Copyright © 1955 Lithuanian Students Association, Inc.
No..5 - November 1955
Editor of this issue: L. Sabaliūnas



BERNARDAS BRAZDŽIONIS (1907—), poet, critic, writer oi children's stories. He lived with his parents in the U.S. from 1908 to 1914, when he returned to Lithuania and there completed his education at the University of Vytautas the Great in Kaunas (1929-34). He majored in the Lithuanian language and literature. Leaving the university, he taught Lithuanian at various schools; from 1937 he was associated with the Saka-las publishing house and from 1940 directed the Maironis literary museum. In 1944 he went into German exile and was active in Lithuanian refugee affairs. In 1949 he came to the U.S. and is now Editor-in-Chief of LITHUANIAN DAYS (Lietuvių Dienos), a bilingual monthly published in Los Angeles.

Bernardas Brazdžionis secured his reputation as a poet with the publication of a collection of poems, The Eternal Jew, in 1931. Then followed other collections: Falling Stars (1933). Signs and Miracles (1936, winner of the Sakalas prize), The City of the Grand Dukes (1939, winner of the national prize for 1940), I Call the Nation (1941), From a Wrecked Ship (1943, published secretly during the German occupation), Man Travels Across the World (1943), The Lord's Steps (1944, secretly). Strange Mountains (1945, winner of the Board of Euducation prize), The Northern Lights (1947), The Great Crossroads (1953, winner of the Lithuanian Writer's Society prize).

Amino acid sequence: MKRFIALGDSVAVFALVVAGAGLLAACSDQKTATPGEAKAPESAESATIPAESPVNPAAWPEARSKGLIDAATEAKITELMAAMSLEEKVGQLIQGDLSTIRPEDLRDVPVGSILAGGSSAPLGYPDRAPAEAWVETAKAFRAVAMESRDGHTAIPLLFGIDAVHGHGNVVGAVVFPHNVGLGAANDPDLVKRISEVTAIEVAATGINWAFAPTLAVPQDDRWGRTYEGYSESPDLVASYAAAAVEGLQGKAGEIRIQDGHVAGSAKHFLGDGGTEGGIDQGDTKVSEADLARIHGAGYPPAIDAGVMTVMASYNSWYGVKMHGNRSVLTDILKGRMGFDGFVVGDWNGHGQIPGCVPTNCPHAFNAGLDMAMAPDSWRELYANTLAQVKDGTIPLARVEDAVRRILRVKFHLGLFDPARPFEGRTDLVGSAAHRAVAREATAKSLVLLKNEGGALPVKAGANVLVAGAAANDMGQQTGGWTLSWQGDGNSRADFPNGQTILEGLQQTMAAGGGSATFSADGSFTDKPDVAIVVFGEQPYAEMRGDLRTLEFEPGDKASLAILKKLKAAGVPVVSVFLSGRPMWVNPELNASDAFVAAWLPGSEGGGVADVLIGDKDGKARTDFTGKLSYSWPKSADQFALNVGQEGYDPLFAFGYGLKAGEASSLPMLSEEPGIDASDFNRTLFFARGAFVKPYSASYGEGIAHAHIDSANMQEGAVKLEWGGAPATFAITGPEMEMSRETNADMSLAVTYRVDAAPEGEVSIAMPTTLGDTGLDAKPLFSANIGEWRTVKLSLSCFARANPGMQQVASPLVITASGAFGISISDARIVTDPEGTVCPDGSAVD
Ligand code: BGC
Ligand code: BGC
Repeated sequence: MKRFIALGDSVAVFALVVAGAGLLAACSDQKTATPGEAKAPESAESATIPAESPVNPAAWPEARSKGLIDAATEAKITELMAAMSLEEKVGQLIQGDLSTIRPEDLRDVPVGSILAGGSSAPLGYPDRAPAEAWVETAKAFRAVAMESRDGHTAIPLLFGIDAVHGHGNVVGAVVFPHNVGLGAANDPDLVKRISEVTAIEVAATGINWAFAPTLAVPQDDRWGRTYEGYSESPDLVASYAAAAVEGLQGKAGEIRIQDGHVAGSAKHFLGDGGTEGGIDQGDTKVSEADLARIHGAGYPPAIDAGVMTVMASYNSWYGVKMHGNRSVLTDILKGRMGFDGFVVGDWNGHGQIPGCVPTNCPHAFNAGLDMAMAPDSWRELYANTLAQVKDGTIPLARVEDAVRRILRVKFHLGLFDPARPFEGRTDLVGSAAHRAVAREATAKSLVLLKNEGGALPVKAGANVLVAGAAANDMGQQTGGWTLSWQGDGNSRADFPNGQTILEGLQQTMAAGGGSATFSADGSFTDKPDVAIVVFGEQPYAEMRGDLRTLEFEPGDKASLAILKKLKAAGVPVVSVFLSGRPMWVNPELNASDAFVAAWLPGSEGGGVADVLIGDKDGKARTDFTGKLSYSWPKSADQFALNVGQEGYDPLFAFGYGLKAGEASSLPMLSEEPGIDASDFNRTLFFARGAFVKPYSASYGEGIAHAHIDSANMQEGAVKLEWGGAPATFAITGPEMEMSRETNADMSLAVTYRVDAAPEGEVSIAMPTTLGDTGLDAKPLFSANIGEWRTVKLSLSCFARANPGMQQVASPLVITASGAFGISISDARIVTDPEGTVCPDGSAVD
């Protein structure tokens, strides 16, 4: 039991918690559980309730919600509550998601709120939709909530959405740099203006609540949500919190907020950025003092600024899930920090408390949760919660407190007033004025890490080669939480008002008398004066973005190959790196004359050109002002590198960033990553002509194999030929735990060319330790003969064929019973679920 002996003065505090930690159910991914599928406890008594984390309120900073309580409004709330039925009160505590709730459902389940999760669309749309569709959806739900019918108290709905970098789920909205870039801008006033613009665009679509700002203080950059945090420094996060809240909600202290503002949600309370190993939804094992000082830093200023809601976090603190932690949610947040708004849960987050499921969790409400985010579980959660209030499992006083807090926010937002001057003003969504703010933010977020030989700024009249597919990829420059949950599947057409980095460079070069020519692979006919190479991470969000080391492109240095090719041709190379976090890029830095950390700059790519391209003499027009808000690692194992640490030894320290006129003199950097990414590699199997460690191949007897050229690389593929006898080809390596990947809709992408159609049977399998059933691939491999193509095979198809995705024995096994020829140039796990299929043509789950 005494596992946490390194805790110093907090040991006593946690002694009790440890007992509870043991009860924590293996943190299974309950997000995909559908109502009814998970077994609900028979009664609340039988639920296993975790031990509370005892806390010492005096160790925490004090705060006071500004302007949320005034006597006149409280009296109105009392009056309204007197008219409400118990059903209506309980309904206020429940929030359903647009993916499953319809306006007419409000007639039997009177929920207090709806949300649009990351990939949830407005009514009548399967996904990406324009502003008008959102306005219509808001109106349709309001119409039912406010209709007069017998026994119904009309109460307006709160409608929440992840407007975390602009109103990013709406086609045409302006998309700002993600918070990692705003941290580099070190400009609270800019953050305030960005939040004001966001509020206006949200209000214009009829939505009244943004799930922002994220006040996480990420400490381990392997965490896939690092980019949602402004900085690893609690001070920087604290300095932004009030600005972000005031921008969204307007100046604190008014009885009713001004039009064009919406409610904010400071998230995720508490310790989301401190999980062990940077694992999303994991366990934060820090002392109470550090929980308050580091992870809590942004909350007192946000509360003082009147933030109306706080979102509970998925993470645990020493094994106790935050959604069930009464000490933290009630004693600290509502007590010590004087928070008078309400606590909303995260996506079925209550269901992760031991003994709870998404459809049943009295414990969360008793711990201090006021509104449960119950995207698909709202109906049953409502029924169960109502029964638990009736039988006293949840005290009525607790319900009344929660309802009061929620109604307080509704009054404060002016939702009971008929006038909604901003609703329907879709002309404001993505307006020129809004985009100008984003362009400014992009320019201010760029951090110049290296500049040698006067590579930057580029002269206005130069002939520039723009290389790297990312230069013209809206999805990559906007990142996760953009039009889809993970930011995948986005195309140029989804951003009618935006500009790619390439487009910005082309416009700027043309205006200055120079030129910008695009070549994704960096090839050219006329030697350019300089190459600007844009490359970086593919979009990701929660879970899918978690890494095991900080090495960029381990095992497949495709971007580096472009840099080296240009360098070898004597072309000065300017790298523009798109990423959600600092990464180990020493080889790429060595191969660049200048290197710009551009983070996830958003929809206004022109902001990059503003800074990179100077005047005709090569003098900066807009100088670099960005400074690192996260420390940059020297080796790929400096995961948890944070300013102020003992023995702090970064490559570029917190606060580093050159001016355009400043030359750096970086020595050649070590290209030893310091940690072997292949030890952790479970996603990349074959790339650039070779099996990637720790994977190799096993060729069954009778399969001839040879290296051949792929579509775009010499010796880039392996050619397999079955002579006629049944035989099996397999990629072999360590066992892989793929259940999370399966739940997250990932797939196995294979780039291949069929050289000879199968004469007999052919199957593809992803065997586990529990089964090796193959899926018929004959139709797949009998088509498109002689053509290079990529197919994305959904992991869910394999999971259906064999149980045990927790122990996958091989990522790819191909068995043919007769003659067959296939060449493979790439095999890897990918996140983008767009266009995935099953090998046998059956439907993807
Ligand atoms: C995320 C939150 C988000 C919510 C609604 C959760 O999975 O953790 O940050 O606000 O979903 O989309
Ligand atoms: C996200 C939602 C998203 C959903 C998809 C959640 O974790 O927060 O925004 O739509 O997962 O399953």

He has also written a number of children's books and critical papers for the periodical press.

Bernardas Brazdžionis' poetry is original and individual. Throughout his is a singular talent with roots in Lithuanian tradition. There is no trace of Slavic influence in his work. He read the German Romantics and the later modern authors and was early familiar with European literary trends.

The most striking characteristics about Brazdžionis' poetry are the following: elementai-ness and sharp contrasting dramatic conflicts. Brazdžionis cultivates three fields of interest, the social, the personal, and the natural. Everywhere he is elegiac and clear. As a patriotic poet he stands among Lithuania's greats. In themes of the natural and the personal he achieves the subtlety and depth of universal poetry.